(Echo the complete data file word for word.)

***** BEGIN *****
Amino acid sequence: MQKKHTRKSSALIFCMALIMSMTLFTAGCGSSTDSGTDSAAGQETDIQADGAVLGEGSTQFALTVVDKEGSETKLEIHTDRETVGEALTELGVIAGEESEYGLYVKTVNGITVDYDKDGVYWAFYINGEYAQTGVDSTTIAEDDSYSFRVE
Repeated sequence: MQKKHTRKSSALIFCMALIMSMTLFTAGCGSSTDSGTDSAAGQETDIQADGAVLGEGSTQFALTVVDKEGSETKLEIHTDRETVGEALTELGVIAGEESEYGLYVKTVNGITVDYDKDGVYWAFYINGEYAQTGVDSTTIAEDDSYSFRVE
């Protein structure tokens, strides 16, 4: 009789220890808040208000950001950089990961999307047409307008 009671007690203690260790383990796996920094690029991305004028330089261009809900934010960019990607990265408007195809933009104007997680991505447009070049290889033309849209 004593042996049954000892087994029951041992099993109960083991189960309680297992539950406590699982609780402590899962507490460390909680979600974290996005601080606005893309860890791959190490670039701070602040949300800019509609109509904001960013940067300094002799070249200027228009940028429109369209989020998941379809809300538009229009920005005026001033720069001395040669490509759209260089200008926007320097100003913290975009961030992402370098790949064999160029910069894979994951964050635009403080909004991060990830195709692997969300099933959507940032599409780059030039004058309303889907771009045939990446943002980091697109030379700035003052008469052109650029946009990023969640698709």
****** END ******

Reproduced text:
Amino acid sequence: MQKKHTRKSSALIFCMALIMSMTLFTAGCGSSTDSGTDSAAGQETDIQADGAVLGEGSTQFALTVVDKEGSETKLEIHTDRETVGEALTELGVIAGEESEYGLYVKTVNGITVDYDKDGVYWAFYINGEYAQTGVDSTTIAEDDSYSFRVE
Repeated sequence: MQKKHTRKSSALIFCMALIMSMTLFTAGCGSSTDSGTDSAAGQETDIQADGAVLGEGSTQFALTVVDKEGSETKLEIHTDRETVGEALTELGVIAGEESEYGLYVKTVNGITVDYDKDGVYWAFYINGEYAQTGVDSTTIAEDDSYSFRVE
């Protein structure tokens, strides 16, 4: 009789220890808040208000950001950089990961999307047409307008 009671007690203690260790383990796996920094690029991305004028330089261009809900934010960019990607990265408007195809933009104007997680991505447009070049290889033309849209 004593042996049954000892087994029951041992099993109960083991189960309680297992539950406590699982609780402590899962507490460390909680979600974290996005601080606005893309860890791959190490670039701070602040949300800019509609109509904001960013940067300094002799070249200027228009940028429109369209989020998941379809809300538009229009920005005026001033720069001395040669490509759209260089200008926007320097100003913290975009961030992402370098790949064999160029910069894979994951964050635009403080909004991060990830195709692997969300099933959507940032599409780059030039004058309303889907771009045939990446943002980091697109030379700035003052008469052109650029946009990023969640698709």